It was the Trident sessions that started to give Alan ideas for his own band, and he's hoping to have the machine fully operative and out on the road for the middle of June. After a series of West Country gigs to play themselves in, Alan wants to take Lindisfarne up to the City Hall in Newcastle then down to do a major London gig, and if all goes well start a major British concert tour in late summer. "It's good having a challenge and it's years since we played here," he exclaimed.
But was the lack of new material partly responsible for the Lindisfarne split? Had he, as a songwriter, dried up?
"It wasn't that - the only reasons I wasn't coming up with new ideas was because I didn't feel like playing new songs with the band. Since the whole thing's changed, the ideas are there again." The new band settled naturally into a 6 piece with two lead instrumentalists and a rhythm section alongside Hully and Jacka. "We don't want it to be over arranged but it'll be something that fits the songs because that's the most important thing. I should think it'll be a natural extension of the old Lindisfarne except it'll be better - far better."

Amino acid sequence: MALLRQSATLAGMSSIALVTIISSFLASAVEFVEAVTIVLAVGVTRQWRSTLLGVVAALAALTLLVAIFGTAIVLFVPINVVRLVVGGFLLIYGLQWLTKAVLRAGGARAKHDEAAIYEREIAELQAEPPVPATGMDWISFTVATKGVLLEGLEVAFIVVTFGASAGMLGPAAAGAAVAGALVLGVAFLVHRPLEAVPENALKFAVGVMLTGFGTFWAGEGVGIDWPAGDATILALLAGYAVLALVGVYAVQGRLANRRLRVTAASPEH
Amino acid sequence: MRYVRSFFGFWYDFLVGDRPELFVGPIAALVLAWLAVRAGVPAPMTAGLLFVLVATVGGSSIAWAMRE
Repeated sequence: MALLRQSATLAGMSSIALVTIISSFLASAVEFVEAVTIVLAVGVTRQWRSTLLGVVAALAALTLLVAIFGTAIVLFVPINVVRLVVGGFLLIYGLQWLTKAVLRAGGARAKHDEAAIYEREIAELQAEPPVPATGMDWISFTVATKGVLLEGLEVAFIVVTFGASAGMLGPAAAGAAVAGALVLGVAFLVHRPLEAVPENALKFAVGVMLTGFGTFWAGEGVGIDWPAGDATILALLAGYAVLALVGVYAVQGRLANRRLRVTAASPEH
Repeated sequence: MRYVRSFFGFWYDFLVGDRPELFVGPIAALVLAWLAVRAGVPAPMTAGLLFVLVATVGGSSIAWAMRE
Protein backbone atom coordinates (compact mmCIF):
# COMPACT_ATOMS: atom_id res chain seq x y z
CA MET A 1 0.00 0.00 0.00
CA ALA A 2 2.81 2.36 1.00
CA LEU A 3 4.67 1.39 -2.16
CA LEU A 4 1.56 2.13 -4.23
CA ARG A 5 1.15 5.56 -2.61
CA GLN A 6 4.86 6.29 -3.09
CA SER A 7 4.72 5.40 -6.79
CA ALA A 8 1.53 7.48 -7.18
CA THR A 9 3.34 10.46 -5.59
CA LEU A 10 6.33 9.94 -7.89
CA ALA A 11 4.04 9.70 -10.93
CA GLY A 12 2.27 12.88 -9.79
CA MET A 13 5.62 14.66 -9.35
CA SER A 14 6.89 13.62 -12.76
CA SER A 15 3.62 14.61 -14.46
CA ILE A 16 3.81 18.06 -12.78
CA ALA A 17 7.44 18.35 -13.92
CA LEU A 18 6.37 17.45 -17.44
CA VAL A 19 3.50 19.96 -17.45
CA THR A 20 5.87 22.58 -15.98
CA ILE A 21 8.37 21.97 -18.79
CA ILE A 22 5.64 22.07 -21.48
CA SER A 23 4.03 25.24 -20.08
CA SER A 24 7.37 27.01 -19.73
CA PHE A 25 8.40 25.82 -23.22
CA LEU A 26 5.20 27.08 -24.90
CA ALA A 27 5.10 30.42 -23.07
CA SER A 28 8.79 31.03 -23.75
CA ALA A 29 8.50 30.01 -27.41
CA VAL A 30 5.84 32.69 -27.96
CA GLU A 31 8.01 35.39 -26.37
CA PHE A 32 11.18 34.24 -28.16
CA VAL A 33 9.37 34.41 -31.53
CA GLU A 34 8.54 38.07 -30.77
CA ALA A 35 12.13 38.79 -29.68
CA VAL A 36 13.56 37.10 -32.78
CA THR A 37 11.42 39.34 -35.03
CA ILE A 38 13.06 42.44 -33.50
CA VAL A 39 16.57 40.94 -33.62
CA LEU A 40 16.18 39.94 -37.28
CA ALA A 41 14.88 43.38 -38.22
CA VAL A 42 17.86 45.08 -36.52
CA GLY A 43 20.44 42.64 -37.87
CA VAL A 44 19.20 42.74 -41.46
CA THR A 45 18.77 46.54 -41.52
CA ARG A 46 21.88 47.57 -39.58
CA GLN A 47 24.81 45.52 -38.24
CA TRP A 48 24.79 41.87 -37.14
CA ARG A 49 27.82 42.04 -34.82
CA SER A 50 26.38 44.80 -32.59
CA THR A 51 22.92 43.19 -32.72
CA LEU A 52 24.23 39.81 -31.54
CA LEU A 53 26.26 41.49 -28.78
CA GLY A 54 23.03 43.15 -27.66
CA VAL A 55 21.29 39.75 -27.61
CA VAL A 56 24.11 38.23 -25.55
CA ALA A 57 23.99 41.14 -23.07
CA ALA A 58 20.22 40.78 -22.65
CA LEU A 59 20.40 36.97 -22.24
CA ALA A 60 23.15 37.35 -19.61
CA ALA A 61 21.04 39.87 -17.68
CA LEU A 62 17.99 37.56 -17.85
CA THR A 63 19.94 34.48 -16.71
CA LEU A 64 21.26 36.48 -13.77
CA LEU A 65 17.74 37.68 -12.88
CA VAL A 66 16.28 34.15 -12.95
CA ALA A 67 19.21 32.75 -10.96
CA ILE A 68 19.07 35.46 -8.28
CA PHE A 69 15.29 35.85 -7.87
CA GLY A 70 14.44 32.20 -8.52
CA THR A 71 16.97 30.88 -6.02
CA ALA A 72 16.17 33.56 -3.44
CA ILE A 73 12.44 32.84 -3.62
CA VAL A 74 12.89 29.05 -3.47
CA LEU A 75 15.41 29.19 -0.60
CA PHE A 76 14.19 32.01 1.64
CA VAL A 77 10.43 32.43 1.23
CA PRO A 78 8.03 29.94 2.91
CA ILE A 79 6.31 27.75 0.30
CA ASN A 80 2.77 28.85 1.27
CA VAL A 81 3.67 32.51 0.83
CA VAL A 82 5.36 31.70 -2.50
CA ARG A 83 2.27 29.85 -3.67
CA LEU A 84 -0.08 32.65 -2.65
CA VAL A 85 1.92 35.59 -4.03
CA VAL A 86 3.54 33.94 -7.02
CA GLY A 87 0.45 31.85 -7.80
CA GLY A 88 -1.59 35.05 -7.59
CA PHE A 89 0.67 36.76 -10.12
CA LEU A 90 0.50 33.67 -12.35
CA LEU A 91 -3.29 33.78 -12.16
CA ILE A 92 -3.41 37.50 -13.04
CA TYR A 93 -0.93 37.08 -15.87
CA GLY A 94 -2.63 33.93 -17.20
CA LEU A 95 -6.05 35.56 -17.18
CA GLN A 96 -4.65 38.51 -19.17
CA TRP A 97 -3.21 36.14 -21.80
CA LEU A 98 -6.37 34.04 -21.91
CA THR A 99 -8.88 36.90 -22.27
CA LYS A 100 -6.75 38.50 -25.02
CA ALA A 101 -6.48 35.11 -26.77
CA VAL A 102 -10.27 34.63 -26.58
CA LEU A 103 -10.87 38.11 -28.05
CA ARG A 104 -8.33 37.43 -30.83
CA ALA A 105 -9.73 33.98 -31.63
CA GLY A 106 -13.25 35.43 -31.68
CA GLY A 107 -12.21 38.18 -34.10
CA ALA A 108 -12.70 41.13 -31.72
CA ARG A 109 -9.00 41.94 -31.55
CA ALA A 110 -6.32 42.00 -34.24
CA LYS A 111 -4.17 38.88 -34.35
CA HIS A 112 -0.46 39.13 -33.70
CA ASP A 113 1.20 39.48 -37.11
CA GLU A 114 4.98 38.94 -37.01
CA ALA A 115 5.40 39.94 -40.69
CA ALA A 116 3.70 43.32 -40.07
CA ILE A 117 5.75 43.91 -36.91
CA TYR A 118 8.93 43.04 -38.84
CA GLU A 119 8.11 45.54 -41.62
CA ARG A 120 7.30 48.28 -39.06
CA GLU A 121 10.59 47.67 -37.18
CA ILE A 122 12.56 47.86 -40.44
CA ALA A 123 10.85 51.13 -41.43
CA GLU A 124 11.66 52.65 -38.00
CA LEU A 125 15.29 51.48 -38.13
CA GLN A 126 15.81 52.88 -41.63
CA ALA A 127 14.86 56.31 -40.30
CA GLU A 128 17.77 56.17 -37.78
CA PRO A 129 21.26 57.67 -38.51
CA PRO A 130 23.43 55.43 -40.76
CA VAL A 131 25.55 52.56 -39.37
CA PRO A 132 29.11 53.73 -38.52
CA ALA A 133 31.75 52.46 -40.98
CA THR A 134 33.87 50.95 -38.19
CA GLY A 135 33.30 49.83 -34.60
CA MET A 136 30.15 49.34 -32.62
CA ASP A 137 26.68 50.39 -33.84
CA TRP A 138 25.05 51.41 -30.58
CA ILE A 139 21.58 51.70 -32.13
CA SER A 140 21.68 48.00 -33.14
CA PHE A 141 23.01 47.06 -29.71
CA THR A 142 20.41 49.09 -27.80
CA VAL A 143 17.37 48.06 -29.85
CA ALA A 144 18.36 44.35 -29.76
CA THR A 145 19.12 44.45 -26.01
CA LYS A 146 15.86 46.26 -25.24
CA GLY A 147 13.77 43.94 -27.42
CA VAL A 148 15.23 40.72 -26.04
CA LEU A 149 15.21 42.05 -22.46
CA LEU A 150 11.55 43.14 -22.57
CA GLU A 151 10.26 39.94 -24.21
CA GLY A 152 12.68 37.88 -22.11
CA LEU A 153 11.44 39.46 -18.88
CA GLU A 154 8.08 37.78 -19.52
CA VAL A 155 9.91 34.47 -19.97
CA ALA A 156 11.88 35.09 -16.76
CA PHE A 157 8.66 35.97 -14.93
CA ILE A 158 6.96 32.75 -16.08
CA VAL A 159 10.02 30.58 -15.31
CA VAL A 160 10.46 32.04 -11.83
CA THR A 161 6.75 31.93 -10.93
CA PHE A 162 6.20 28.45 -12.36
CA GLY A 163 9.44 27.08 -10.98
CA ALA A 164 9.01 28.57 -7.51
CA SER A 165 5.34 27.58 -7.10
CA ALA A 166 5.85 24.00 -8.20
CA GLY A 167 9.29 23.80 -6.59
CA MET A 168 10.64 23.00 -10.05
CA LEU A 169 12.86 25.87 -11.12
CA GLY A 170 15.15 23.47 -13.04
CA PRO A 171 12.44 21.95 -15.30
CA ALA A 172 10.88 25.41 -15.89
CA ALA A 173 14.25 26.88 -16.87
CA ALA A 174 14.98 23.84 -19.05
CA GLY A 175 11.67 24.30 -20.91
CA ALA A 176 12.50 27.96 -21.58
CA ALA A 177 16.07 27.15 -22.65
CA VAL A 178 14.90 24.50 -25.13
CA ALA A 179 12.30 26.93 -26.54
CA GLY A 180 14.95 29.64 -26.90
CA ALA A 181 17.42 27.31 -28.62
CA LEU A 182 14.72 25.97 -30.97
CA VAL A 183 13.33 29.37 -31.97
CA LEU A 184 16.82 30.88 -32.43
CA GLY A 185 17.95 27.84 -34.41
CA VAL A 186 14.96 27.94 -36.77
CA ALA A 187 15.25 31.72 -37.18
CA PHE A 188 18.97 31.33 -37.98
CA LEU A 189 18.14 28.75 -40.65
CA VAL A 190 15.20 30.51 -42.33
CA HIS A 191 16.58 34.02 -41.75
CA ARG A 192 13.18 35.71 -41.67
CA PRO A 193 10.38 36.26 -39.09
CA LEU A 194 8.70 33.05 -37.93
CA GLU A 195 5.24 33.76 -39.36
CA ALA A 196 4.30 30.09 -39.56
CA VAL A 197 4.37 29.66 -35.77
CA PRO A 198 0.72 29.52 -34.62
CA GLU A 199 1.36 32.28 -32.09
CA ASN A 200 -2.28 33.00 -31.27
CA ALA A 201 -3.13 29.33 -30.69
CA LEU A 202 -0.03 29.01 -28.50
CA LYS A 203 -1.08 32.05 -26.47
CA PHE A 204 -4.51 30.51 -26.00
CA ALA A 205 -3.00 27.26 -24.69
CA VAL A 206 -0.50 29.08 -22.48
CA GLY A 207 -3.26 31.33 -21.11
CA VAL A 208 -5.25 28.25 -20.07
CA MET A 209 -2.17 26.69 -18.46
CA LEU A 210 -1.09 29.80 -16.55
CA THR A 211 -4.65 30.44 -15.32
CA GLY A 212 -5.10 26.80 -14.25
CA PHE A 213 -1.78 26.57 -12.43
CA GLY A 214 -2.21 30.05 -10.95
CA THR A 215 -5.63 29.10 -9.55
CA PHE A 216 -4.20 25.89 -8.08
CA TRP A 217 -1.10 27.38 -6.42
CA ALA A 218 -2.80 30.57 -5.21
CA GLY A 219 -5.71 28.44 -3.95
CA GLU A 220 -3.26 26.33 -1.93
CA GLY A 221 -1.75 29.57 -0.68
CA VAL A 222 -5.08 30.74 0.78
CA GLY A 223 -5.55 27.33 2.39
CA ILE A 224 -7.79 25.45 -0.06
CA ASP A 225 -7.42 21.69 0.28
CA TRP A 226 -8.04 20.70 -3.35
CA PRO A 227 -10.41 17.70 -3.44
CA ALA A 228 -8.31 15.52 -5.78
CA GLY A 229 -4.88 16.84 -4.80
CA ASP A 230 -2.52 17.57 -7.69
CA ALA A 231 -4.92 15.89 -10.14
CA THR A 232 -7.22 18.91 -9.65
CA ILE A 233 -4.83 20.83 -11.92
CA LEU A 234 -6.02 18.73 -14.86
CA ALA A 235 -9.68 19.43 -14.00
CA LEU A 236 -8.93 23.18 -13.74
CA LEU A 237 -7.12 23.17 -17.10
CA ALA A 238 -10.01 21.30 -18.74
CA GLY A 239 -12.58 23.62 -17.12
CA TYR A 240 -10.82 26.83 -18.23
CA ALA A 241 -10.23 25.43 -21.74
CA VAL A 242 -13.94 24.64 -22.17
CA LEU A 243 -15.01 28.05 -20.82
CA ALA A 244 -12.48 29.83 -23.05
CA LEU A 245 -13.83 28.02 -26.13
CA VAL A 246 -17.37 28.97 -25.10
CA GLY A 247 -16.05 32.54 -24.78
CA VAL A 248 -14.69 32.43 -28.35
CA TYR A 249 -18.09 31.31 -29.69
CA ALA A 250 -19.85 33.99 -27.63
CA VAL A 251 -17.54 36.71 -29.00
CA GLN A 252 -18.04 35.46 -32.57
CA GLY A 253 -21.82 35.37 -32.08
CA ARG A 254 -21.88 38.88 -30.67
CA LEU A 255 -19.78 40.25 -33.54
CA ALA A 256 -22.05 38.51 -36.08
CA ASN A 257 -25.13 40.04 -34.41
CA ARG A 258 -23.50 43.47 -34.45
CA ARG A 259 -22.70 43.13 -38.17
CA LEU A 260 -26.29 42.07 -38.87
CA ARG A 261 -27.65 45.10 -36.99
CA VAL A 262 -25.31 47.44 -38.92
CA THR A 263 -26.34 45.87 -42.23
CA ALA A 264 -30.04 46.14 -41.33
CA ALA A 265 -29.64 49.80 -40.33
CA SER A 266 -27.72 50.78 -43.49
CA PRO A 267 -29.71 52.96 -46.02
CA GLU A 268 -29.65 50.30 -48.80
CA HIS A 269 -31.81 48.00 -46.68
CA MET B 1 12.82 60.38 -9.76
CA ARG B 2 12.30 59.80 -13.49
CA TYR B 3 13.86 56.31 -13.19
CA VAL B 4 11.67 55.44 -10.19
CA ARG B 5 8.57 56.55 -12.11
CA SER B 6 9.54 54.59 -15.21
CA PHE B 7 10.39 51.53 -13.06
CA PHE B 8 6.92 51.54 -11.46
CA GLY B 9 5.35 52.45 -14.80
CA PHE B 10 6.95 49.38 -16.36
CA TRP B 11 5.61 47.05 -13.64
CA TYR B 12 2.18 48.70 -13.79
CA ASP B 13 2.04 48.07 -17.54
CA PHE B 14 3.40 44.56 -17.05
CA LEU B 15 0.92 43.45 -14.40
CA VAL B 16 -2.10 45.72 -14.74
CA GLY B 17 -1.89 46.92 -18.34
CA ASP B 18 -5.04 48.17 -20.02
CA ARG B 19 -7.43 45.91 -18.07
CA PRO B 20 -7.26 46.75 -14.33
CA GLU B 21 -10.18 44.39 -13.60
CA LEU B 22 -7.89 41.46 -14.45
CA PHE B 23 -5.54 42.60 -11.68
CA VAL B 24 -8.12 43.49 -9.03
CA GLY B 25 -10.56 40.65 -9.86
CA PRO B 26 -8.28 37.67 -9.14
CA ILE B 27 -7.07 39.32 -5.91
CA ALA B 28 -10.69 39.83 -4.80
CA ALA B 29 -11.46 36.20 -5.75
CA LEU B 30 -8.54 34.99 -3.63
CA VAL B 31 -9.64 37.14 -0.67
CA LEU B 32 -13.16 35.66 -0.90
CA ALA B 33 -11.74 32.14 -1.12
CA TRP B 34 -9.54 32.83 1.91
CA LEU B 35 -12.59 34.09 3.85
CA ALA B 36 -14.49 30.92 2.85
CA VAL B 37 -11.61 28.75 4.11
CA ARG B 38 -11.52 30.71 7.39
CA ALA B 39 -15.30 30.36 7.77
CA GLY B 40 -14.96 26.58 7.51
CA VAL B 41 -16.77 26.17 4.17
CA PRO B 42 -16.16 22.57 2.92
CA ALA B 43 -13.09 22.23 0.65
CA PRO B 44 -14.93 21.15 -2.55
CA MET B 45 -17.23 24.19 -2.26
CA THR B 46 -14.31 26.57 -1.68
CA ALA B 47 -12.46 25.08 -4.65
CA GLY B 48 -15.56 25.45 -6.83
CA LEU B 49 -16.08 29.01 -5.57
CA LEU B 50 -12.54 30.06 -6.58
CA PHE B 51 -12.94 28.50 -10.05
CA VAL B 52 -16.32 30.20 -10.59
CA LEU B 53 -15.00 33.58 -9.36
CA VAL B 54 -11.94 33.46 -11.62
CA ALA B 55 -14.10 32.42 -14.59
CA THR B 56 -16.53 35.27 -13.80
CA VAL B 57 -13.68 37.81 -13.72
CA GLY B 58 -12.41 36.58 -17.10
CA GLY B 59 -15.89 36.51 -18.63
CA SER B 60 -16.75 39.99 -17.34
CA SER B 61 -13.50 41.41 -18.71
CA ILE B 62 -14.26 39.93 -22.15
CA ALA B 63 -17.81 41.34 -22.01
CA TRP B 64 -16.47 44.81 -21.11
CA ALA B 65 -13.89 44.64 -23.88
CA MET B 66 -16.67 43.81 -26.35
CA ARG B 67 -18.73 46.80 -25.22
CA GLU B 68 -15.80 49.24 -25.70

Had the tour of Australia and Japan tempted the band to stick together? "That tour was good, but I never realised that it was only because everyone knew we'd never have to do it again, so as a result it was better." Lindisfarne plan to record their own band album at the earliest opportunity in an attempt to absorb the wealth of material they have at their disposal. "I still have some new songs left and I'm writing a lot at the moment as well, but it's a nice kind of problem to have…"
Jerry Gilbert, Sounds